513 - N Management, Crop Rotation, Plant Health
It's hard to believe the 2008 growing season is nearing pre-pile harvest. Planning for 2009 is already underway with major considerations being 1) field selection 2) previous crop concerns 3) managing very high cost fertilizers 4) and analyzing need for every tillage operation just to name a few. Cost of fertilizer required to produce sugarbeets has increased from $23/A in 2004 to $81/A in 2008. Best management practice fertilizer use is critical to maximum crop yields. Every effort must be made to maximize efficient use of N, P, & K at the lowest cost without sacrificing yield.
Zone Soil Testing and Variable Rate N Application
Data in Table 1 documents the value of zone fertility management. Soil testing zones can be established in a variety of ways including:
- Previous beet top imagery maps
- Topography maps
- Yield maps
- A combination of these maps
Zone sampling and variable rate N application increased RSA by 252 lbs. and revenue per acre by $36/year over the past 5 years - Table 1. Contact your agriculturist or crop consultant for assistance with a zone management program. As little as 10 lbs./A variability between zones justifies variable rate spreading of high cost nitrogen. Zone management primarily increases crop yield. Choosing the proper application rates for each zone improves crop quality.
Table 1. Effect of Zone Fertility Management on Yield, 2003-2007 ACSC Database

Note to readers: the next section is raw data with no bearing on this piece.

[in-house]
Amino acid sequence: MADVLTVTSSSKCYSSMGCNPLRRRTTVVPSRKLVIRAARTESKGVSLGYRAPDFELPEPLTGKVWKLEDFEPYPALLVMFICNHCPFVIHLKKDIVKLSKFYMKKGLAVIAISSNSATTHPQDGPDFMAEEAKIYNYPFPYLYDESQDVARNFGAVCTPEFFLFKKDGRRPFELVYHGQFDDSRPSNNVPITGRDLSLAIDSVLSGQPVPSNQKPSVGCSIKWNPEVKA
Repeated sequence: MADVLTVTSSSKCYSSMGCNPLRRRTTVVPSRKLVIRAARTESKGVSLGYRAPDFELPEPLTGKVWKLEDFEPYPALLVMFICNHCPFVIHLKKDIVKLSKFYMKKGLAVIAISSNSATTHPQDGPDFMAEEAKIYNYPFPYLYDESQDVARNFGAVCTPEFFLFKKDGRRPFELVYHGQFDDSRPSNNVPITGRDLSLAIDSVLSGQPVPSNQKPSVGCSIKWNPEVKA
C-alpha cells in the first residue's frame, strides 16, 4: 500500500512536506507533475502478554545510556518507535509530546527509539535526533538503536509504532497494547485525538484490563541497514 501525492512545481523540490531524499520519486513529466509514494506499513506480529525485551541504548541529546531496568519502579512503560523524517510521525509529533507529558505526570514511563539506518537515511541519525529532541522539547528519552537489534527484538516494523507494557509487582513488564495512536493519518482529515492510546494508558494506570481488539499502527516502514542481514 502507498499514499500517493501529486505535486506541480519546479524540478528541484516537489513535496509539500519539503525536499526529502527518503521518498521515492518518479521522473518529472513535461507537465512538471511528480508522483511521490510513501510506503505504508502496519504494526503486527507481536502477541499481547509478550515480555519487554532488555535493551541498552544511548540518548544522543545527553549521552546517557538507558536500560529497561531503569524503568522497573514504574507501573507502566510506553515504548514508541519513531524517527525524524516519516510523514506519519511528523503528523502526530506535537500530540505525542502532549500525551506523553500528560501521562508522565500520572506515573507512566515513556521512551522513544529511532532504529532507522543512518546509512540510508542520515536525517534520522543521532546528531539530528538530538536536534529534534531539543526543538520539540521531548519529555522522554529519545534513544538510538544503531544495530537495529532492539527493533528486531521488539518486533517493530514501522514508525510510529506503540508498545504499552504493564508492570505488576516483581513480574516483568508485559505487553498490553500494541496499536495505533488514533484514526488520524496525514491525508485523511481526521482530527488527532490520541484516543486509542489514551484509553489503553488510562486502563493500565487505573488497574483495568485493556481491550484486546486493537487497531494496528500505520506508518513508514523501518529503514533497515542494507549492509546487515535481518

|Management Method||Yield Factor||Revenue/Acre ($)|
|RSA (lbs)||(RST (lbs)|
Headline for Plant Health
Growers are definitely encouraged to apply Headline 30 to 40 days prior to harvest on EVERY acre. This practice is strongly supported by research by Dr. Larry Smith at the NWROC - U of MN and similar research in Idaho and Europe. Figure 1 shows the revenue increase due to timely Headline application.
Crop Rotation and Field Selection for 2009
Preceeding crop effects do impact sugarbeet growth and profitability in many ways. Previous crop effects on sugarbeet production may include:
- Different tillage costs
- Increase or decrease in disease
- Herbicide carryover risk
- Residual nitrate - N level
- Ease of seedbed preparation
- Wind erosion and stand loss risk
- Stored soil water for 2009
- Weed species and competition
Dr. Albert Sims, U of MN, NWROC soil scientist's research has shown that it is more difficult to maximize sugarbeet yields following corn than when following wheat or other crops. Figure 2 shows the yield of sugarbeets following different crops in rotation. Corn had the lowest RSA and RST of any previous crop. Growers will need to manage beets after corn very carefully to maximize profitability.
Previous crop had almost no effect on stand count at harvest. Yield differences were due to other factors like available water, weed control, fertility differences or possibly allelopathy.